SOURCE: Dr. Basudeb Saha MD

Dr. Basudeb Saha MD

July 28, 2014 09:00 ET

McHenry County Surgeon Basudeb Saha Discusses the Risk of Deep Venous Thromboembolism (DVT) Following Surgery and What Can Be Done to Prevent It

MCHENRY, IL--(Marketwired - Jul 28, 2014) - An estimated 500,000 Americans suffer from deep venous thromboembolism (DVT) each year. Over half of these patients develop DVT's while still in the hospital or in the 30 days following hospitalization. DVTs, or blood clots that form in the deep veins of the legs, can cause significant pain and swelling of the affected limb. DVT's also have the potential to embolize, or move, to the lungs. This is called a pulmonary embolism (PE) and can be fatal.

Surgery increases the risk of DVT irrespective of any additional risk factors. "Patients are increasingly aware of the risk of DVT following surgery, and concerned about the possibility of developing a PE," says Dr. Basudeb Saha, a general surgeon in McHenry County. This is certainly not an unnecessary concern: depending on the type of surgical procedure, a patients risk of developing a DVT can be as high as 20% following surgery without any prophylactic treatment. "Patients often ask me if there is any way to tell if they are at increased risk of developing a DVT," says Dr. Saha. "There are actually many factors we take into account when we estimate a patient's individual risk and develop a treatment decision," says Dr. Saha. The first thing that must be taken into account is the type of surgical procedure. Patients undergoing certain orthopedic procedures (hip or knee replacement, hip fracture repair) are at the highest risk. Other risk factors include immobility, history of a blood clotting disorder, oral contraceptive use, increased age, pregnancy, and cancer. The more risk factors a patient has, the higher the chance of developing a DVT. However, DVT can happen for no apparent reason even in the lowest risk patients.

Physicians take DVT prevention very seriously. All hospitalized patients are encouraged to start moving as soon as possible following surgery. Sequential compression devices are used routinely to promote blood flow through the veins in the legs. Anticoagulant medications such as heparin or lovenox prevent the formation of new clots and prevent existing clots from getting larger. Routine anticoagulant use in the hospital has reduced the incidence of DVT's by 50% in the surgical patient. However, this treatment does not come without risk. Anticoagulant use can increase the chance of bleeding. "The concern for bleeding with anticoagulant use is a real one," states Dr. Saha."However, it is uncommon and the benefit of DVT prophylaxis with an anticoagulant usually outweighs this small risk."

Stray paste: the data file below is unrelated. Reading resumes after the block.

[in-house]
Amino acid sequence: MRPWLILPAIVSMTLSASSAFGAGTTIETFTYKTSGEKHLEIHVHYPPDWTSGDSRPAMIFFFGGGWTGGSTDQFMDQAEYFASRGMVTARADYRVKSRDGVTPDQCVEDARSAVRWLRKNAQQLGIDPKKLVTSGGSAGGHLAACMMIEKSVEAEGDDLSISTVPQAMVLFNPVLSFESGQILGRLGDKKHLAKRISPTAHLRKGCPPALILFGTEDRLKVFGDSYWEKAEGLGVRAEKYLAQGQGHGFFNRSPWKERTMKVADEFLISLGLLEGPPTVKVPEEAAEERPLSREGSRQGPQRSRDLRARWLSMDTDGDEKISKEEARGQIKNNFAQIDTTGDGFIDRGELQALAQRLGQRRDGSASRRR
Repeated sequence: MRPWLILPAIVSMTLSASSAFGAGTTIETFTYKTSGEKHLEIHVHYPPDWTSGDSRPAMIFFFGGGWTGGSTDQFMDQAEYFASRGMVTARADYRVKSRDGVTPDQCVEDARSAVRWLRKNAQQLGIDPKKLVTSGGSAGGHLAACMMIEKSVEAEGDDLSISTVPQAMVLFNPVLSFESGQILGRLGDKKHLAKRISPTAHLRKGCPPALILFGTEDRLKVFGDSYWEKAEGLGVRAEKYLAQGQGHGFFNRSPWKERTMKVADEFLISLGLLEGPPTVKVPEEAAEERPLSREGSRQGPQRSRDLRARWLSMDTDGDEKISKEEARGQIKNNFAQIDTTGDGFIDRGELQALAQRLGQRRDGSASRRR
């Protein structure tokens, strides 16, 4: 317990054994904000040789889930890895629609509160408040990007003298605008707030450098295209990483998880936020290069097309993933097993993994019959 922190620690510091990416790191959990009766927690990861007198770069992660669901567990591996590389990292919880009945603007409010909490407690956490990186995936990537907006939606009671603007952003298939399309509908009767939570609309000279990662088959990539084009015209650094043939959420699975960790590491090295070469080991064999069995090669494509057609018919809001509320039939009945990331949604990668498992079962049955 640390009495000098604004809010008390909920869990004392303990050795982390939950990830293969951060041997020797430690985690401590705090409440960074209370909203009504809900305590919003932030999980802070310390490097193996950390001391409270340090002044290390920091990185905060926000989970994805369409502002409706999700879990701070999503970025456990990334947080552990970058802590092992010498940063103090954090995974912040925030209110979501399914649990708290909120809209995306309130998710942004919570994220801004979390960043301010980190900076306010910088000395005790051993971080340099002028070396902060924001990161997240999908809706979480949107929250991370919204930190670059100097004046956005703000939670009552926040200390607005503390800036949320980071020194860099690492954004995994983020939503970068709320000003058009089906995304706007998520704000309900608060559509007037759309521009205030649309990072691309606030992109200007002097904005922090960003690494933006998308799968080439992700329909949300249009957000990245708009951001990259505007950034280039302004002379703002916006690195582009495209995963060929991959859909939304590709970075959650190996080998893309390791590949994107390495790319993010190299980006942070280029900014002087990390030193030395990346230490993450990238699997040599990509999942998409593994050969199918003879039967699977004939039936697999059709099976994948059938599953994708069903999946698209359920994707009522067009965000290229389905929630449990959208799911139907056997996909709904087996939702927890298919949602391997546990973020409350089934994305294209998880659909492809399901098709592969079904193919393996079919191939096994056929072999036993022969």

Patients should educate themselves about the potential risks of surgery; one of which may include development of a DVT. Dr. Saha urges patients to discuss their individual risk with their surgeon as well as the treatment plan. Patients should also be aware of the signs and symptoms of a DVT and/or PE so should one develop following surgery, it can be recognized and treated promptly.

About Basudeb Saha, MD, FACS
Dr. Saha earned his medical degree at the prestigious All India Institute of Medical Sciences in New Delhi, India. He later completed his training in general surgery at the New Jersey College of Medicine where he also served as Chief Resident. He completed a fellowship in Cardiovascular and Thoracic Surgery at Georgetown University in Washington D.C. Dr. Saha is board-certified by the American Board of General Surgery and is a Fellow of the American College of Surgery. He has received numerous excellence awards in his general practice and maintains active memberships in the American College of Surgery and several other prestigious organizations. He is available for interview upon request.

Contact Information

  • Contact:
    Contact Information:
    McHenry Office:
    4318 L Crystal Lake Rd
    McHenry, IL 60050
    815 344 0620